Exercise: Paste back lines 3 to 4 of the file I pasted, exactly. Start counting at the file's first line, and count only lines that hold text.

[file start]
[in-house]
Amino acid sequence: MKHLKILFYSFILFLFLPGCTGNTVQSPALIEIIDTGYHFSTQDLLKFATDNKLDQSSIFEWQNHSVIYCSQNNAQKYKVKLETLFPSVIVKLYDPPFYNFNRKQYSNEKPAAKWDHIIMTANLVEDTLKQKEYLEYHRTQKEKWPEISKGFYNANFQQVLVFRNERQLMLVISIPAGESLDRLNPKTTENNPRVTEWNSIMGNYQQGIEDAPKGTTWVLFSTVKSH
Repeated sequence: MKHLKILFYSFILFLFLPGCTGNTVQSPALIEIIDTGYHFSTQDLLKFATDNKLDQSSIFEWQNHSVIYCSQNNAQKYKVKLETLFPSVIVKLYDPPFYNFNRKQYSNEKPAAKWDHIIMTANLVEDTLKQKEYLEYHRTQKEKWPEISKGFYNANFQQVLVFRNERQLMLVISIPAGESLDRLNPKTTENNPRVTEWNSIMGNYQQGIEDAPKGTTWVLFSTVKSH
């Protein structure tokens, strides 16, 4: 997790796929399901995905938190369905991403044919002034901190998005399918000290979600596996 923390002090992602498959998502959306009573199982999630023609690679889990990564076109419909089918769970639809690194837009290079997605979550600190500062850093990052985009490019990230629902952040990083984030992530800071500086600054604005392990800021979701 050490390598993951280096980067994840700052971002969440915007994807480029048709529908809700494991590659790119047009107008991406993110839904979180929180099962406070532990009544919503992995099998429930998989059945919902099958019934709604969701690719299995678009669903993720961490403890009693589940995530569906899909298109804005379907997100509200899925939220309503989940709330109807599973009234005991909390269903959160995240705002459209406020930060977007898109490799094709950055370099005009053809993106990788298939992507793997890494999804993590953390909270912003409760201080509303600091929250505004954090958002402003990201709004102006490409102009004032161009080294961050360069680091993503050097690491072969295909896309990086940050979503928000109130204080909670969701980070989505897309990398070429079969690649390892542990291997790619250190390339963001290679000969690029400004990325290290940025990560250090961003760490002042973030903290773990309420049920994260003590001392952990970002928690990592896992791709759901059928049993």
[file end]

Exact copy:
Repeated sequence: MKHLKILFYSFILFLFLPGCTGNTVQSPALIEIIDTGYHFSTQDLLKFATDNKLDQSSIFEWQNHSVIYCSQNNAQKYKVKLETLFPSVIVKLYDPPFYNFNRKQYSNEKPAAKWDHIIMTANLVEDTLKQKEYLEYHRTQKEKWPEISKGFYNANFQQVLVFRNERQLMLVISIPAGESLDRLNPKTTENNPRVTEWNSIMGNYQQGIEDAPKGTTWVLFSTVKSH
């Protein structure tokens, strides 16, 4: 997790796929399901995905938190369905991403044919002034901190998005399918000290979600596996 923390002090992602498959998502959306009573199982999630023609690679889990990564076109419909089918769970639809690194837009290079997605979550600190500062850093990052985009490019990230629902952040990083984030992530800071500086600054604005392990800021979701 050490390598993951280096980067994840700052971002969440915007994807480029048709529908809700494991590659790119047009107008991406993110839904979180929180099962406070532990009544919503992995099998429930998989059945919902099958019934709604969701690719299995678009669903993720961490403890009693589940995530569906899909298109804005379907997100509200899925939220309503989940709330109807599973009234005991909390269903959160995240705002459209406020930060977007898109490799094709950055370099005009053809993106990788298939992507793997890494999804993590953390909270912003409760201080509303600091929250505004954090958002402003990201709004102006490409102009004032161009080294961050360069680091993503050097690491072969295909896309990086940050979503928000109130204080909670969701980070989505897309990398070429079969690649390892542990291997790619250190390339963001290679000969690029400004990325290290940025990560250090961003760490002042973030903290773990309420049920994260003590001392952990970002928690990592896992791709759901059928049993």